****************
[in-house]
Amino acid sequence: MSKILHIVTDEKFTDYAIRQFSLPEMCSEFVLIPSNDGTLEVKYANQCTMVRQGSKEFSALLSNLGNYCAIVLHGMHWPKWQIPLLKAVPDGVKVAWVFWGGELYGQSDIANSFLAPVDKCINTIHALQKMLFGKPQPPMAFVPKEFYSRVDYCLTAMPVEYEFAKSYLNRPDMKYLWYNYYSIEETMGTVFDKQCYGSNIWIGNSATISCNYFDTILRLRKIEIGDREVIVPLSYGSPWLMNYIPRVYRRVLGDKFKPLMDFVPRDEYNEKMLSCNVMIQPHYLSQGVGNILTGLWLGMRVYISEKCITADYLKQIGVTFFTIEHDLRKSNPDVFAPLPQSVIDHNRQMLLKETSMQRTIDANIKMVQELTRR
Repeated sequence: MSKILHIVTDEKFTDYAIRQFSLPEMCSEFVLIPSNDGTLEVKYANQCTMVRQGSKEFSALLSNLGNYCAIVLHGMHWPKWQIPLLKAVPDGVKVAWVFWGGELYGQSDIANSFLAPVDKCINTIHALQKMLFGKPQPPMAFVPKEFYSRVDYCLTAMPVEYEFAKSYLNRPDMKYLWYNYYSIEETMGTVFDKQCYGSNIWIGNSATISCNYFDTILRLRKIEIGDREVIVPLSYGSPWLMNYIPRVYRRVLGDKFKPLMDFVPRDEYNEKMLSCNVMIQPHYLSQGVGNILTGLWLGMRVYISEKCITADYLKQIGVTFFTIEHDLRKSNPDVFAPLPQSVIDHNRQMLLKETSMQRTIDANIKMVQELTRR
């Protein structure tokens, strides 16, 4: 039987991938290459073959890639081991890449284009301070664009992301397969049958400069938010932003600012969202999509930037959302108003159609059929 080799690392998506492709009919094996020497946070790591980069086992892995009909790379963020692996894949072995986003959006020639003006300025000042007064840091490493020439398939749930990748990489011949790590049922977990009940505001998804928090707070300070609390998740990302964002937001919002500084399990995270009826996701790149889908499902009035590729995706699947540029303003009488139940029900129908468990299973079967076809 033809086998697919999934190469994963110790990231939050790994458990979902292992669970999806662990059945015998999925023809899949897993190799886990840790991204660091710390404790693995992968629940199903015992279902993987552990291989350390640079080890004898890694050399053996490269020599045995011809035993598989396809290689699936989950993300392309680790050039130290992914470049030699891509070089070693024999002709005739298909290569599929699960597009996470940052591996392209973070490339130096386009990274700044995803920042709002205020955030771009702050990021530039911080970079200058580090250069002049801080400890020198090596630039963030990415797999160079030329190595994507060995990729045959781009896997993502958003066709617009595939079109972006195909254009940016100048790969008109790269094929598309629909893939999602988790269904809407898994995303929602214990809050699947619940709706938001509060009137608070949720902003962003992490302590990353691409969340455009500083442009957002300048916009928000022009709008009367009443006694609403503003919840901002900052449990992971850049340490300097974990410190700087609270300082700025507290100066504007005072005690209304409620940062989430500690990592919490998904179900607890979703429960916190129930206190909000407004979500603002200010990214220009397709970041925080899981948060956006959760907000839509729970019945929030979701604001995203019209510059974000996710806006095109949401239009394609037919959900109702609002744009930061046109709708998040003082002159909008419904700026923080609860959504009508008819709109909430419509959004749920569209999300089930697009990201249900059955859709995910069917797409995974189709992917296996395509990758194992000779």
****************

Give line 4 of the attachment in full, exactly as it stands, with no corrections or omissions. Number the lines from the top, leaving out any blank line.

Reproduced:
């Protein structure tokens, strides 16, 4: 039987991938290459073959890639081991890449284009301070664009992301397969049958400069938010932003600012969202999509930037959302108003159609059929 080799690392998506492709009919094996020497946070790591980069086992892995009909790379963020692996894949072995986003959006020639003006300025000042007064840091490493020439398939749930990748990489011949790590049922977990009940505001998804928090707070300070609390998740990302964002937001919002500084399990995270009826996701790149889908499902009035590729995706699947540029303003009488139940029900129908468990299973079967076809 033809086998697919999934190469994963110790990231939050790994458990979902292992669970999806662990059945015998999925023809899949897993190799886990840790991204660091710390404790693995992968629940199903015992279902993987552990291989350390640079080890004898890694050399053996490269020599045995011809035993598989396809290689699936989950993300392309680790050039130290992914470049030699891509070089070693024999002709005739298909290569599929699960597009996470940052591996392209973070490339130096386009990274700044995803920042709002205020955030771009702050990021530039911080970079200058580090250069002049801080400890020198090596630039963030990415797999160079030329190595994507060995990729045959781009896997993502958003066709617009595939079109972006195909254009940016100048790969008109790269094929598309629909893939999602988790269904809407898994995303929602214990809050699947619940709706938001509060009137608070949720902003962003992490302590990353691409969340455009500083442009957002300048916009928000022009709008009367009443006694609403503003919840901002900052449990992971850049340490300097974990410190700087609270300082700025507290100066504007005072005690209304409620940062989430500690990592919490998904179900607890979703429960916190129930206190909000407004979500603002200010990214220009397709970041925080899981948060956006959760907000839509729970019945929030979701604001995203019209510059974000996710806006095109949401239009394609037919959900109702609002744009930061046109709708998040003082002159909008419904700026923080609860959504009508008819709109909430419509959004749920569209999300089930697009990201249900059955859709995910069917797409995974189709992917296996395509990758194992000779």